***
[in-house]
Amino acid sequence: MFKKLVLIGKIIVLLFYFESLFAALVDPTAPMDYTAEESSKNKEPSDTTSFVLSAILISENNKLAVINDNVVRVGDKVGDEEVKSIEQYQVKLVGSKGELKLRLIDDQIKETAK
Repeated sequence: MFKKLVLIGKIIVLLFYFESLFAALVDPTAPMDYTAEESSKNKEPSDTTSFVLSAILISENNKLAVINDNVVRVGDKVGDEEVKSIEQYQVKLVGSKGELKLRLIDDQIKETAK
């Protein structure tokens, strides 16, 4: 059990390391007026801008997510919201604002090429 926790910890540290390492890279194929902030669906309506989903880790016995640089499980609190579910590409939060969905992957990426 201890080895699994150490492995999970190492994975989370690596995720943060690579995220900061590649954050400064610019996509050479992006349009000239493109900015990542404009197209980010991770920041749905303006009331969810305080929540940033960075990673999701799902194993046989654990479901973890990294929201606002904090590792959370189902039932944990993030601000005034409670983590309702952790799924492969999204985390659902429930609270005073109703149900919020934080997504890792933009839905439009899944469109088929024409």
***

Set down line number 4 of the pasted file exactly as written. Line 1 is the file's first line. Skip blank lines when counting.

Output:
């Protein structure tokens, strides 16, 4: 059990390391007026801008997510919201604002090429 926790910890540290390492890279194929902030669906309506989903880790016995640089499980609190579910590409939060969905992957990426 201890080895699994150490492995999970190492994975989370690596995720943060690579995220900061590649954050400064610019996509050479992006349009000239493109900015990542404009197209980010991770920041749905303006009331969810305080929540940033960075990673999701799902194993046989654990479901973890990294929201606002904090590792959370189902039932944990993030601000005034409670983590309702952790799924492969999204985390659902429930609270005073109703149900919020934080997504890792933009839905439009899944469109088929024409």